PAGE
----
If you wish to find out more about our school curriculum, please make an appointment to visit school and speak to a member of staff. Every September, we invite parents to school for a 'meet the teacher' session, during which the curriculum for the year is explained. In addition, we send out a newsletter every half-term outlining the planned curriculum coverage in each class.

Your child will study a wide range of subjects during their time at primary school. Knowing about the National Curriculum at Key Stages 1 and 2, and the subjects that are taught, can help you to support your child's learning.

National Curriculum subjects

The National Curriculum is made up of blocks of years, known as key stages:
Year 1 and Year 2 of primary school are known as Key Stage 1
Years 3 to 6 of primary school are known as Key Stage 2
Schools also have to teach religious education.

National Curriculum Assessments

At Key Stages 1, and 2 the National Curriculum is accompanied by a series of grades. These are used to measure your child's progress compared to pupils of the same age across the country.
All schools assess pupils’ progress during the school year, though some make more frequent use of the National Curriculum grades than others. You'll receive information about the grades your child has reached termly and in their end of year school report.
Your child will be formally assessed at the end of Key Stages 1 and 2. At the end of Key Stage 1, the teacher’s assessment of your child’s progress will take account of their performance in several tasks and tests in English and maths.
At the end of Key Stage 2, your child will take national tests in English, and maths. You will be sent their test results and their teacher’s assessment of their progress.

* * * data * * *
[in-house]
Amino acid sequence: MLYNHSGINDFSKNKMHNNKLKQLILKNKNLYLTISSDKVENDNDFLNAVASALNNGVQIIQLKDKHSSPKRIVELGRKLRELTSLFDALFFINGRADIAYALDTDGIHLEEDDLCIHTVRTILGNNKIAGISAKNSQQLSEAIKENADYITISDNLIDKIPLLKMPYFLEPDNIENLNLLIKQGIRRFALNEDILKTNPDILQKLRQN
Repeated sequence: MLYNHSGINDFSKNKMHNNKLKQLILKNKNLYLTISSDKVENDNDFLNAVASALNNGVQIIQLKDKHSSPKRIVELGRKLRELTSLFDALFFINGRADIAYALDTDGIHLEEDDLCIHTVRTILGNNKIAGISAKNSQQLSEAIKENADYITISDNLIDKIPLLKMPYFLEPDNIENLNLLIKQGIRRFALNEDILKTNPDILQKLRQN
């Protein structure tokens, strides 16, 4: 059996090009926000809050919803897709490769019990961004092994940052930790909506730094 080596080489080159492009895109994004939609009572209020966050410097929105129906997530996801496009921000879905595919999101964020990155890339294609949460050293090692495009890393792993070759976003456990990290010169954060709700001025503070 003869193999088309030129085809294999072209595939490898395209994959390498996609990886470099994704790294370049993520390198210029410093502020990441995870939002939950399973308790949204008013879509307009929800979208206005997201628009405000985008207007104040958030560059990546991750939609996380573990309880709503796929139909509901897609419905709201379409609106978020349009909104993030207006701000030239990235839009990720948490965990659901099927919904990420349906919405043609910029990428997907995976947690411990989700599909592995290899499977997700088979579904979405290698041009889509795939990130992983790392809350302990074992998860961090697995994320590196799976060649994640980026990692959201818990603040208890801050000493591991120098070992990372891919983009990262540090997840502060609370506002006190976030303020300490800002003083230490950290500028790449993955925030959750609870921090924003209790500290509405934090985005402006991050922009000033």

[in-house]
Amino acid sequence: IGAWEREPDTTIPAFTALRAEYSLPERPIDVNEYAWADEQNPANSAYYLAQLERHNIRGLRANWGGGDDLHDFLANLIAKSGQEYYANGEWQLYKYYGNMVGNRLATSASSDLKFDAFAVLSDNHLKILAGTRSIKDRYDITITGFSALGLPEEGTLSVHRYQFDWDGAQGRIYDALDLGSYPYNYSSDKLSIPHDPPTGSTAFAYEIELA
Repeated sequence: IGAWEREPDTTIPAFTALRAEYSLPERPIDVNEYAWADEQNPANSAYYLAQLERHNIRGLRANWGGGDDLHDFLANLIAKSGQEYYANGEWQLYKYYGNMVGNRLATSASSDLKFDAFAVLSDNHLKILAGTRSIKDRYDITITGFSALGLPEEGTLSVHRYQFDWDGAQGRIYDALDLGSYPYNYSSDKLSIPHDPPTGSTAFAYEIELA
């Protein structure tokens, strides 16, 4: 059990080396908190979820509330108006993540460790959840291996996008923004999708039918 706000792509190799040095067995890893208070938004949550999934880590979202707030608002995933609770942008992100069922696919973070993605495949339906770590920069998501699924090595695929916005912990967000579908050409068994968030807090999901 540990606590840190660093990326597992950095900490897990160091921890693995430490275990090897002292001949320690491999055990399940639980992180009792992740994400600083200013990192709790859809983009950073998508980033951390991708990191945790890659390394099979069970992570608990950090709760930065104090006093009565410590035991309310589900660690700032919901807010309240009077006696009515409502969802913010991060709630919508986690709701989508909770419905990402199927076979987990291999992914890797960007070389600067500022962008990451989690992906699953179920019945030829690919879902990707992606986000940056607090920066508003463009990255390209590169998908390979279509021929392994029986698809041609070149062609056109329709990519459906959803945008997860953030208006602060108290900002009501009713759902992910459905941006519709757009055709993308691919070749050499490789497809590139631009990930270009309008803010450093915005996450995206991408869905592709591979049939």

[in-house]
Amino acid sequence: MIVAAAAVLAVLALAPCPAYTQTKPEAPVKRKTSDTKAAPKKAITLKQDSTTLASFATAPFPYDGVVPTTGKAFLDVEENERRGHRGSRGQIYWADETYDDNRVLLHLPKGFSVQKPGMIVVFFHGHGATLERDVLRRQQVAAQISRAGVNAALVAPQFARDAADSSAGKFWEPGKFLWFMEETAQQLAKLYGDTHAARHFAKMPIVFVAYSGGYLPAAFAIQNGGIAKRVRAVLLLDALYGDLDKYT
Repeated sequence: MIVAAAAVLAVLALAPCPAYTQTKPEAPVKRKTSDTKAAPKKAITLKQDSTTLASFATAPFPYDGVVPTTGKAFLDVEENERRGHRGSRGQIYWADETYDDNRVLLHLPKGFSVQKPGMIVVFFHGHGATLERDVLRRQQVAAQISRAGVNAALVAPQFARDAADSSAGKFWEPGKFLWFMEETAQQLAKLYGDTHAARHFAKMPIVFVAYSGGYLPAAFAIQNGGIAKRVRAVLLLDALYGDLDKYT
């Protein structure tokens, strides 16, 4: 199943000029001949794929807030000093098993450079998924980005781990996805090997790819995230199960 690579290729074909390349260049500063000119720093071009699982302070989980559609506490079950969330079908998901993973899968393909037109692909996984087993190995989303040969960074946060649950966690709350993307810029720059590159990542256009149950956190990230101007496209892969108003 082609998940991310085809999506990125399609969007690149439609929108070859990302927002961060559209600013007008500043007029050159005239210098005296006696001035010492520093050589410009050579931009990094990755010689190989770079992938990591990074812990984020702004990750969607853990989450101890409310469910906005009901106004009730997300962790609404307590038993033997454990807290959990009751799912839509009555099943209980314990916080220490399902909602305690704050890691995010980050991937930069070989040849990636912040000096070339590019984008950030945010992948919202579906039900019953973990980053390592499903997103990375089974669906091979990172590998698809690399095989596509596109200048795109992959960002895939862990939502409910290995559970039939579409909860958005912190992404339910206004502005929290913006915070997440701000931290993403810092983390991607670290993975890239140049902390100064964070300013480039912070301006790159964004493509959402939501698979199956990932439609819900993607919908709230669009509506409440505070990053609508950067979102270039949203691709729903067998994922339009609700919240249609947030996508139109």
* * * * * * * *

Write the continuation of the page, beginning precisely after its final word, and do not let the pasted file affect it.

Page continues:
By the end of each year group, most children will have reached the expected standard for their age.

Developing English skills

As well as reading and writing, English involves the development speaking and listening skills. The curriculum encourages teachers to use a variety of approaches to teaching English. It recommends regular, dedicated English lessons, but recognises that pupils can also develop English skills while they learn about other subjects in the curriculum.
The curriculum encourages teachers to put a greater emphasis on using ‘phonics’ (teaching your child to recognise the sounds of parts of words) grammar, punctuation and spelling. It also stresses the part you play as a parent in helping your child to develop their English skills.

Developing maths skills

The curriculum recommends a daily maths lesson, providing guidance for schools on how to develop pupils’ mathematical thinking and number skills.
As with English, schools are encouraged to use a variety of approaches. The curriculum puts more emphasis on rapid recall of arithmetic and reasoning skills. It's recommend that children should develop their recall of multiplication tables earlier, with a focus on understanding and application.
Parents are encouraged to get involved in developing their child’s numeracy skills as much as possible.

Contact the School

Longton Primary School

School Ln

Main Contact: Linda Masterson

Tel: 01772 612 495

SEN Contact: Sue Hothersall

SEN Email: '